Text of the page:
Sunday, December 22, 2019

Visiting Cuba for the first time. The vintage cars in Havana and more...

For the last three years I have wanted to visit Cuba to see this country before it changes and catches up to the rest of the world. Like the rest of you who live in the United States, I heard about the opening and then closing of this country to our tourist travel. We had planned a trip to Cuba for last year and had to cancel it. I was really disappointed with the closure, but reassured by Mike (the owner of M&M Photo Tours) that we could still go this time around. And yes, for all of you wondering if you can go to Cuba, it is indeed possible if you go with a group for reasons other than tourism. And that is how we are allowed to visit the country, and how we will be going next year.

Now...on to the photos...

Along with cigars, rum and sugar cane, Cuba is known for all the old cars in the country. I thought that these cars were still in service mainly for tourism reasons, but as it turns out, they are still in use because the country has not had many options to import new vehicles. For this reason, the people of Cuba have had to keep these old cars running as their only means of transportation. Some of the cars are completely restored and beautiful and others are not as pretty, but still running.

I took this photo in front of the newly restored capital building in Havana. I waited for this red car to enter my frame and took this shot. I wanted a red car to contrast the white building and deep blue sky.

Everywhere we toured, we saw these awesome old cars, and I saw this as a great chance to teach motion panning.

It was actually quite comical as the group of us stood on a sidewalk and panned one old car after another.

For those of you not familiar with motion panning, let me explain how this works and why we do this. Motion panning is when we slow the shutter speed of the camera and then move our cameras at the exact same speed of the subject. I was teaching our guests to start panning at shutter speeds of 1/30th of a second, and when they got proficient at the technique, to try and pan even slower. Maybe even as slow as 1/10 of a second for these fast moving cars. I was using my Canon 5D Mark IV and Canon 24-105mm lens, and I usually try to get my focus point on the door handle of the car and then do my best to keep it on the handle as the car drives by.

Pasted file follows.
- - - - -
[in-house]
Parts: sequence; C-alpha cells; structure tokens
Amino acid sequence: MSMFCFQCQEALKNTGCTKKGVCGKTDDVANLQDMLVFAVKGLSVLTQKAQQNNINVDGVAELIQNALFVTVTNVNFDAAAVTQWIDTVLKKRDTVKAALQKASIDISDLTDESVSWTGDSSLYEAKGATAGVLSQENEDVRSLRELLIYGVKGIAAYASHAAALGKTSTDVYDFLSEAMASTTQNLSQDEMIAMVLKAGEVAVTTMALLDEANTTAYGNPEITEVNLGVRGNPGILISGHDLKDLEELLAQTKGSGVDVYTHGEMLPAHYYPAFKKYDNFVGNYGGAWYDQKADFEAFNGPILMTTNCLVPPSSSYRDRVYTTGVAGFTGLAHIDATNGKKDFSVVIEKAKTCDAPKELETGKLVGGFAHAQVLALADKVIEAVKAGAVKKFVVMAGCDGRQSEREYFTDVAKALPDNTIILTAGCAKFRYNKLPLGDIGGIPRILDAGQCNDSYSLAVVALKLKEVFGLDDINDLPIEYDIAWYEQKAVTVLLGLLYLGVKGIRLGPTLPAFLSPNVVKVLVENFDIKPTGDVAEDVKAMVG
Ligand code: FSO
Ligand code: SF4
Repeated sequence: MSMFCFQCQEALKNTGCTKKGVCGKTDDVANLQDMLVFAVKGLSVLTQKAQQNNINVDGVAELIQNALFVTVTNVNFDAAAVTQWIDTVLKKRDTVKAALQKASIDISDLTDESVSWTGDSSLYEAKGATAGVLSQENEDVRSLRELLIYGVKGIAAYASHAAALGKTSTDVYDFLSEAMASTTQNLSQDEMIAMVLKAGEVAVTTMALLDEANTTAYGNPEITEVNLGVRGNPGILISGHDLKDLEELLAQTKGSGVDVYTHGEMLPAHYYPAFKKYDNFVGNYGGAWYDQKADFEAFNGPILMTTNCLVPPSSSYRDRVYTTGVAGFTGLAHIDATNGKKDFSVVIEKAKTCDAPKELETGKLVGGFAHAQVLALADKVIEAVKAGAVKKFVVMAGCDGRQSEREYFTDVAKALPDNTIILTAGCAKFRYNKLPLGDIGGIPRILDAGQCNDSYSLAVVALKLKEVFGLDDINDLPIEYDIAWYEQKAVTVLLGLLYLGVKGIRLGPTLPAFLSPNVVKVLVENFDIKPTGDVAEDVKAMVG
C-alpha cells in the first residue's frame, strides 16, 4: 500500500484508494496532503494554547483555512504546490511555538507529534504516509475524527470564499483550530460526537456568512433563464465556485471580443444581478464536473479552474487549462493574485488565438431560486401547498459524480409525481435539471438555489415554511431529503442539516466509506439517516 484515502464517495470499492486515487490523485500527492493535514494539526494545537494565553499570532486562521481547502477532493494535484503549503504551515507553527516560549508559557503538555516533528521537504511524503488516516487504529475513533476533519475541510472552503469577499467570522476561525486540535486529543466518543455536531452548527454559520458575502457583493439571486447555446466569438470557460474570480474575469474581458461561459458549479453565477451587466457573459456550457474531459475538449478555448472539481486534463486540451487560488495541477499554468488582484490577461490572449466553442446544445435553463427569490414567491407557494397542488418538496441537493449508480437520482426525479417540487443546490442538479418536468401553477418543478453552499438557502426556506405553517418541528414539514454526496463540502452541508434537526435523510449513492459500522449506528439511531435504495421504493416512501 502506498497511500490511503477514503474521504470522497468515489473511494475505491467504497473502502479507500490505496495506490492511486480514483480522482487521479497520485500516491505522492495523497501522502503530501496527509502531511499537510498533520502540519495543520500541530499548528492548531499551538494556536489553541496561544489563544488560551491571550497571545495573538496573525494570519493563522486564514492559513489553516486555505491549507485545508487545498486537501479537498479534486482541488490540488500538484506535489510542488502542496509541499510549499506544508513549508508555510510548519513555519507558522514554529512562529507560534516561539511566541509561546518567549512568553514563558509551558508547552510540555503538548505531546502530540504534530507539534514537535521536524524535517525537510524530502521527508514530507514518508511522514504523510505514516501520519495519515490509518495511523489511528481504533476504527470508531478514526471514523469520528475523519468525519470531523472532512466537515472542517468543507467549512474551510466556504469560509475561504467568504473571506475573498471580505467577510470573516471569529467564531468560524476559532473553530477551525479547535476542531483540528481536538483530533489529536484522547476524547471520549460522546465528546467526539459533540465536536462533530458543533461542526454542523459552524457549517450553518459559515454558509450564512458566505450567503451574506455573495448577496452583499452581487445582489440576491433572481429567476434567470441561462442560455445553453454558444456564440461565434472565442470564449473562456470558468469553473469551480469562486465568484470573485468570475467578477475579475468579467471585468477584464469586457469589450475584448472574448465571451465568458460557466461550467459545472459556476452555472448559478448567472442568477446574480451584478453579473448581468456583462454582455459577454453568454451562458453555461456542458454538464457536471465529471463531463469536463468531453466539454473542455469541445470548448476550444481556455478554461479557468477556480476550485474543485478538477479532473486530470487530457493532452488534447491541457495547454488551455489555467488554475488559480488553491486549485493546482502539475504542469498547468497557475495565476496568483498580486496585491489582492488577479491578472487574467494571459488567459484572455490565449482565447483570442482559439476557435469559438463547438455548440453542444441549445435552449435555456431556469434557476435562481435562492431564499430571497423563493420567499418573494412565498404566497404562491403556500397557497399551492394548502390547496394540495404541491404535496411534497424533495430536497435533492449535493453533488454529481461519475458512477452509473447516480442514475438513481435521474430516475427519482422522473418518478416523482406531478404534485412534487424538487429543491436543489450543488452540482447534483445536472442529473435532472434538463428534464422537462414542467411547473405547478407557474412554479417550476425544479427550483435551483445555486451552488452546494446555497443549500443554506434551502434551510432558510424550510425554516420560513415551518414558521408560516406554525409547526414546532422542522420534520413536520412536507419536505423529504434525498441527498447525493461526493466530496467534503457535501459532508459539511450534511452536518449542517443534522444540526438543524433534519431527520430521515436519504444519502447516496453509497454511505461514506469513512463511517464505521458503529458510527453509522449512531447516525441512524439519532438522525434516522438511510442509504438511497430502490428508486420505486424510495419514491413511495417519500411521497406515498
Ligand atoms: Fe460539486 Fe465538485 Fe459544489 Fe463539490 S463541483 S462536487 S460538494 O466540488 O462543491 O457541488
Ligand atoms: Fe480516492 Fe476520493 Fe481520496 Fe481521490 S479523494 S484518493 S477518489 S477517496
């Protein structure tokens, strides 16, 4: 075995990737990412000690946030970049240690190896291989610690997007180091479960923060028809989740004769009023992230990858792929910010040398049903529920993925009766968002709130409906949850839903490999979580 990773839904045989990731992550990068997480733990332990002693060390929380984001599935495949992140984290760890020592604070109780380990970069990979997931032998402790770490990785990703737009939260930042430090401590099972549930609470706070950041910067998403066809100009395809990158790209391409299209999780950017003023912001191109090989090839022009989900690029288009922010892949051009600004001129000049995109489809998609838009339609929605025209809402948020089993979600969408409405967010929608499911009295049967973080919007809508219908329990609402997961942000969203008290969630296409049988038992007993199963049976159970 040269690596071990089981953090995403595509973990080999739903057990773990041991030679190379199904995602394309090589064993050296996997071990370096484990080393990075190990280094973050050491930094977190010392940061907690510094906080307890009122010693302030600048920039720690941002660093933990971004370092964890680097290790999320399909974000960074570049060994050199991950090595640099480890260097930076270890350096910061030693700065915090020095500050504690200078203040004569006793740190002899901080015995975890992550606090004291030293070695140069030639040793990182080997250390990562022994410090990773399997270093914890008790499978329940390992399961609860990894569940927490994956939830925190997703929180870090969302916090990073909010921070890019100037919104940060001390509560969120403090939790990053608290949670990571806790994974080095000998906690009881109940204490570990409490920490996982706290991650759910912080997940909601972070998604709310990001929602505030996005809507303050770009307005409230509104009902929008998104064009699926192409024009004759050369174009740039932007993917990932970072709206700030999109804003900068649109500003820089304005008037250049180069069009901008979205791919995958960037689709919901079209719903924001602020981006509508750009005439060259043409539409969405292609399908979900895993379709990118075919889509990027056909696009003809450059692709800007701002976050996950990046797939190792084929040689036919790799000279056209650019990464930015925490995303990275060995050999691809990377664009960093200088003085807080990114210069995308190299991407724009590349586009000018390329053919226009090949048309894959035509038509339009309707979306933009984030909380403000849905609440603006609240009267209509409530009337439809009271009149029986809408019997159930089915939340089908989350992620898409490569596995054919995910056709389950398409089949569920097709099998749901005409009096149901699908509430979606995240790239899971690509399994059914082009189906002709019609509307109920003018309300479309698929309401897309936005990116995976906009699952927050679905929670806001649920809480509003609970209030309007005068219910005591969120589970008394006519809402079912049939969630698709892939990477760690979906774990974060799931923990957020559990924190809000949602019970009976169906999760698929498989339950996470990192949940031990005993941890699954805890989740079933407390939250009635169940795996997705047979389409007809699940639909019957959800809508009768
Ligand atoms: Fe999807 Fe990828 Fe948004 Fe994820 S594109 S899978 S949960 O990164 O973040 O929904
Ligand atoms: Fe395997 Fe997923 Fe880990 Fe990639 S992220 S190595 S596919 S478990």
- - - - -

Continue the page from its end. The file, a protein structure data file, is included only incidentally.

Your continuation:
The technique is not easy for first-timers, but with some practice does yield some awesome results.

Why do we want to motion pan these vehicles? By slowing down the shutter speed and moving with the cars, we are able to show motion in the image. The foreground and background are blurred, which makes our cars stand out even more. This slow shutter speed also blurs the tires and wheels of the car to accentuate the motion even more. 

Once I had a bunch of "normal" motion blur images of the cars, I started tilting the camera to get something even more different.  This photo was taken at 1/15th of a second, and just before sunset.

One afternoon, we did a tour of Havana in a couple of these old convertibles. I was getting back into our car when I noticed this door lock. I got down low and took this "detail shot" of this skull.